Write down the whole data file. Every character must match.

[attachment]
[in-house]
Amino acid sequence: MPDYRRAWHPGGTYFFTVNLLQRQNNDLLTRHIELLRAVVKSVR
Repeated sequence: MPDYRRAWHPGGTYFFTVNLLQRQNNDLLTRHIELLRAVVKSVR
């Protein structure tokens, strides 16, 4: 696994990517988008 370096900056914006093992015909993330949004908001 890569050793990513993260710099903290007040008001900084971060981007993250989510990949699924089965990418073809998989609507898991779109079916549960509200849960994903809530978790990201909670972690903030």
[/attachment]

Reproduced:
[in-house]
Amino acid sequence: MPDYRRAWHPGGTYFFTVNLLQRQNNDLLTRHIELLRAVVKSVR
Repeated sequence: MPDYRRAWHPGGTYFFTVNLLQRQNNDLLTRHIELLRAVVKSVR
């Protein structure tokens, strides 16, 4: 696994990517988008 370096900056914006093992015909993330949004908001 890569050793990513993260710099903290007040008001900084971060981007993250989510990949699924089965990418073809998989609507898991779109079916549960509200849960994903809530978790990201909670972690903030």